Getting Candid With Jonathan Sadowski:
What do magic tricks, burritos and philanthropy all have in common? Mention any of them and the 35-year-old actor instantly flashes a smile. They’re just a few of his favorite things when he’s not hitting the small screen, producing or writing scripts. Taking some time away from shooting the ABC Family sitcom Young & Hungry, he sat down with Composure for a lengthy, revealing chat. Here’s what he had to share.
CM: Congratulations on getting renewed for season 2 of Young & Hungry. That season 1 finale was a little crazy – and sad!
JS: Punched you right in the feelings. I always say season 1 is very expositional; you’re learning about these characters for the first time, you’re learning about the storyline, you’re setting up the world these characters live in so by the time the finale comes around, you’re just hitting your stride. And I think the writing – I can’t give enough credit to the writing staff on our show and they really built up a great cliffhanger of a finale. Without giving too much away, season 2 picks up right where we left off. It’s like the next day. [My character Josh is] competitive and I think he’s used to getting what he wants, he’s meticulous in life and for the first time in his life, he’s not in control. I think he has to make up for that so [because of] his competitive nature, he’s going to fight for Gaby. He doesn’t like to lose. What I can promise you will happen this season is that there will be a confession, there will be a kiss, there will be a fist fight and I may or may not rip my pants off and dance on a table. The second season is always where you can finally go with these characters on a journey. There are some moments that are just laugh out loud hysterical.
CM: When you’re on set and filming, do you ever go off script and just improvise?
JS: Funny enough, the last episode we shot, there’s a scene between Emily [Osment] and I, and something [just] wasn’t there. We were missing it. So we had the creator of the show come in and we said, “Let’s try to rewrite this scene.” So Emily and I just sat down and just improvised the entire scene. From beginning to end, we improvised for like three minutes and it completely worked. We just thought about naturally how the scene would go. [With] the level of talent in the actors that I’m surrounded with, it’s a joy to be around them. They can deliver a line so many different ways, so many unique ways, and every way is hysterical.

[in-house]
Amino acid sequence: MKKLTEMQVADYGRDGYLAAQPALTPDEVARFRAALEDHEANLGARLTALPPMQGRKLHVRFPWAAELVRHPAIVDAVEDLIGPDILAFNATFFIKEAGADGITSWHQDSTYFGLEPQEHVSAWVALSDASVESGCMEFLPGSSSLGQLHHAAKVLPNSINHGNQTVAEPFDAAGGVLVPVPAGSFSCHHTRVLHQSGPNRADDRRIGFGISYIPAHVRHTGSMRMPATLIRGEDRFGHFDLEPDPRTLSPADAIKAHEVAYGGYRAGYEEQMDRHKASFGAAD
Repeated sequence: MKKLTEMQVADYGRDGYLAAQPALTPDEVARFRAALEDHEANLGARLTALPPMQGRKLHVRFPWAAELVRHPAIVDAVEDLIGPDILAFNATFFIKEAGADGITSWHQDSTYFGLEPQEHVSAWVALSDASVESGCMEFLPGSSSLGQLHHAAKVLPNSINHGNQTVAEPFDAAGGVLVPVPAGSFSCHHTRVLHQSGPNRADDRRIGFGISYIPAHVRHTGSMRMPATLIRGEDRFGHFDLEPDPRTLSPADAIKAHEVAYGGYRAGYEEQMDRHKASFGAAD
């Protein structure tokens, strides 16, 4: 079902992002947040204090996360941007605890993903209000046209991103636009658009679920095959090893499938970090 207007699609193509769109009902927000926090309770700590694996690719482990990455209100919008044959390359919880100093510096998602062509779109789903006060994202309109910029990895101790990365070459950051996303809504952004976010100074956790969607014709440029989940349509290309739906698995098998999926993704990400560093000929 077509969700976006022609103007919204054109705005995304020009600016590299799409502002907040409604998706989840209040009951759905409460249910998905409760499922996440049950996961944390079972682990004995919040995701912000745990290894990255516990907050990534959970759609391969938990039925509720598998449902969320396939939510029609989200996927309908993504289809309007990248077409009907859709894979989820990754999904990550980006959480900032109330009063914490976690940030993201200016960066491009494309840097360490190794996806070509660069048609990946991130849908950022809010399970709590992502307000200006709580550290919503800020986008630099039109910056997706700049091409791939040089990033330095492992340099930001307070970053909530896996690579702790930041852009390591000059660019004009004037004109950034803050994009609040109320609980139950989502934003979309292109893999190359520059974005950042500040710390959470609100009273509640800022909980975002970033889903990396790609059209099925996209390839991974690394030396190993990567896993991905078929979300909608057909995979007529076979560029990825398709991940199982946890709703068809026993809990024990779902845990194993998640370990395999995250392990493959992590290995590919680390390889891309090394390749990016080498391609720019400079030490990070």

CM: And it takes chemistry.
JS: Absolutely. You don’t want to be stagnant, and you don’t want to be stale in your performance, so [it’s important] to have people that could completely adapt and just read you and know what you’re trying to do.
CM: Season 1 was 10 episodes, and now season 2 has been bumped up to 21 episodes. How excited are you?
JS: It’s amazing. I get to make people laugh for a living. Every week, every Friday night, there are over 200 people who come there to be a part of our show. There’s nothing like it when they laugh at what you do, or when there’s a dramatic moment and you can hear a pin drop, you know that this entire audience is there with you, like right with you.
CM: Did you always want to be an actor who connected with people in that way?
JS: Yeah, I remember the first large scale production I ever saw was Phantom of the Opera in Chicago when I was in high school and I had never seen something of that scale and it blew me away. Completely blew me away. And I was like, these guys get to do this for a living. They get to make people walk out of the theater, feeling the way I felt, for a living and I just knew I wanted to do it.
CM: When people watch you as an actor, what do you hope they take away from your performance? More comedic or dramatic?
JS: I think it’s making people run the whole gamut. You got to make them laugh if you want to make them cry and vice versa. But I think just making them feel something, because not everybody is going to laugh at my joke, not everybody is going to be completely touched when I’m trying to be dramatic. Art is completely up to interpretation – whether it’s a painting, whether it’s music, whether it’s film or theater – so as long as you’re making them feel something, I think you’re going in the right direction.
CM: Do you identify with your character on Young & Hungry, Josh?
JS: Absolutely. Josh is a big kid, [and also] kind of nerd. He loves Star Wars and Star Trek.
CM: Do you consider yourself a nerd?
JS: I love magic. I’m a magic nerd. I’m a member of the Academy of Magical Arts at the Magic Castle [in Hollywood]. I’ve been doing magic since I was like 8 years old and I love it. [My friends and I] just sit around and drink scotch and do magic for each other. We’re just complete nerds, but I find it endearing. And Josh is a big kid, too. We’re both incredibly competitive and in [real life] I will compete about anything. Growing up, my mom and dad would yell at me and my brothers, “Stop competing!” It would be anything – who could eat more, who could do this, who’s faster, who can win this game, just nonstop competition and I think Josh is like that too. It’s that complete desire to be the best and I think the other characteristic that we both share is our protective nature. I love my friends and I love my family and I’m incredibly protective of them and I think Josh is the same way. He takes care of people and when his friends suffer, he suffers in a way.
CM: Do you credit that drive for getting you to where you are now?